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Transforming healthcare with AI and machine learning

March 19, 2024

In 2016, eminent physicist and cosmologist Stephen Hawking said, “Everything that civilisation has to offer is a product of human intelligence; we cannot predict what we might achieve when this intelligence is magnified by the tools that AI may provide, but the eradication of war, disease, and poverty would be high on anyone’s list.” This was back when artificial intelligence (AI) and machine learning were still learning to crawl. In 2024, AI has become an indispensable part of the mainstream, permeating almost every sector, and yielding several benefits. Healthcare is one of these sectors. From diagnosis to treatment and disease prevention, AI has irrevocably transformed healthcare, opening new avenues in research and development. The AI in the healthcare market is predicted to grow from $20.9 billion in 2024 to $148.4 billion by 2029.1 While there is palpable excitement around how AI can further boost the healthcare landscape and aid ailing healthcare systems across the world, there are several ways in which it has already started creating waves.

Enhancing diagnostic accuracy

Diagnosis forms the crux of modern medicine and is the most important step in clinical practice. Radiology is a key part of it and provides a greater understanding of diseases and the way they affect individuals. Medical imaging techniques, bolstered by the integration of AI and machine learning, have refined this method to make it more precise by reducing the margin of human errors.

As the burden of communicable and non-communicable diseases grows at an unprecedented rate, predictive analysis plays an important role in analysing patient data and finding disease patterns to prevent future emergencies. Predictive analysis uses AI to collate and analyse patient data in real-time to identify vulnerable groups among the population and provide diagnostic and prognostic predictions.

Personalised treatment plans

Just like no two human beings are alike, diseases affect individuals differently. This has led to a push for creating personalised treatment plans that consider every individual’s unique physiological, genetic, behavioral, and biochemical traits before providing a solution. AI and machine learning can dissect patient data to identify the genetic features of an individual, thereby determining the best course of treatment. Furthermore, when it comes to treatment and medication, AI-assisted technologies can accelerate the drug discovery process. AI can be leveraged to evaluate drug-target interactions, identify novel targets, improve small molecule compound design and optimisation, and examine disease mechanisms.2 This can help in reducing the rate of failure and producing medicines that are affordable and safe to use.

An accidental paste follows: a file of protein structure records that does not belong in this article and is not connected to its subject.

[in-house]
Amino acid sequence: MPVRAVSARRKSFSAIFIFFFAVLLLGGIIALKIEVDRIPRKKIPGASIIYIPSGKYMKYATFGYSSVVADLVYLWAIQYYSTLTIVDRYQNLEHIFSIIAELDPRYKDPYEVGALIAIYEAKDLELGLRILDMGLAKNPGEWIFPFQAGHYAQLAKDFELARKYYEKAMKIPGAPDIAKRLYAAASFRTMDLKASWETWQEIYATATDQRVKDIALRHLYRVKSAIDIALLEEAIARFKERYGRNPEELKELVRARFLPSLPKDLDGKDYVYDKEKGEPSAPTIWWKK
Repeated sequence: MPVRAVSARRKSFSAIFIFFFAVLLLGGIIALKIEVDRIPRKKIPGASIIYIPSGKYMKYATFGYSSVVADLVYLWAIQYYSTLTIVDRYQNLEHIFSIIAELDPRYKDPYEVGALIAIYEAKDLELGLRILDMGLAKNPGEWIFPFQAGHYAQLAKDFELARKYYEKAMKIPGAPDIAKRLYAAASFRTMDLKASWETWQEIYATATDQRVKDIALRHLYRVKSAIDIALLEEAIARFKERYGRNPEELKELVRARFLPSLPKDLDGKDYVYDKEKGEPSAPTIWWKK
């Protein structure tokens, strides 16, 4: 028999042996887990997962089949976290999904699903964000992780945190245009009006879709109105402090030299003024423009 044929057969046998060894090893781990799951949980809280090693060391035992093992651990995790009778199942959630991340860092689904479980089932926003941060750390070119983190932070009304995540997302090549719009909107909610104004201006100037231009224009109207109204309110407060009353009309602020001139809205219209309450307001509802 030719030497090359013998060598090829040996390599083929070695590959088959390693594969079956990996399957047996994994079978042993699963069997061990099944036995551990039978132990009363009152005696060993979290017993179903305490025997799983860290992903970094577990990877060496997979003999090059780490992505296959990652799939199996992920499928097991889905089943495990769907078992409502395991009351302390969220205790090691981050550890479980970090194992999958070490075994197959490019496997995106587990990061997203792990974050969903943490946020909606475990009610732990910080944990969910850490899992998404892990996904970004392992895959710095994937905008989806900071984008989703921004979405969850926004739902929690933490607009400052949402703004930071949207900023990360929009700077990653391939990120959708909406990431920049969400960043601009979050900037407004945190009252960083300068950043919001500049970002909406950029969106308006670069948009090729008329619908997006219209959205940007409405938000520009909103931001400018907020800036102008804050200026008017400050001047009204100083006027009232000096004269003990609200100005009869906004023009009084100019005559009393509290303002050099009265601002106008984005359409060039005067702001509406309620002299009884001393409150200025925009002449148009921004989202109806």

Streamlining clinical workflow and decision making

One of the biggest challenges of healthcare across the world is the disparity between the surging number of patients and an inadequate number of healthcare professionals. This is especially evident in low and middle-income countries struggling with inadequate staffing and insufficient resources. In this context, AI-driven clinical decision-making systems (CDSS) can help healthcare professionals make evidence-based decisions based on patient data and prevent accidents arising from errors. Furthermore, these systems can be used in education and training.

While CDSS can streamline clinical workflow at the point of care, AI-enabled remote monitoring and telemedicine can be leveraged to provide unhindered access to healthcare for patients with chronic illnesses and boost accessibility to specialists.

Challenges of AI in healthcare

While AI and machine learning have several benefits, for them to be effective, several challenges need to be addressed first. The efficiency of AI and machine learning in healthcare is dependent on the availability of quality data. Hence, a robust framework is required to collect appropriate datasets that facilitate interoperability and be completely assimilated into healthcare systems. Moreover, stringent privacy and security measures should be in place to protect patient data.

AI is also prone to biases that can affect disadvantaged groups due to inaccuracies in the algorithmic forecasts, further propagating social inequities and hampering accessibility. Therefore, pre-processing data through sampling before model construction, in-processing by applying mathematical techniques to encourage a model to learn balanced predictions, and post-processing are some ways to mitigate bias.

The future of healthcare is intricately linked to that of AI and machine learning. Continuous research into its applications in diagnosis and treatment has expanded its possibilities. For example, quantum computing can exponentially advance research and treatment. Similarly, blockchain and the Internet of Things can further boost the healthcare ecosystem. By embracing these technologies responsibly and proactively addressing associated challenges, we can pave the way for a future where healthcare is not only more precise and personalised but also more accessible and equitable.

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TAGS:  Technology

POSTED BY: Aman Gupta

Aman Gupta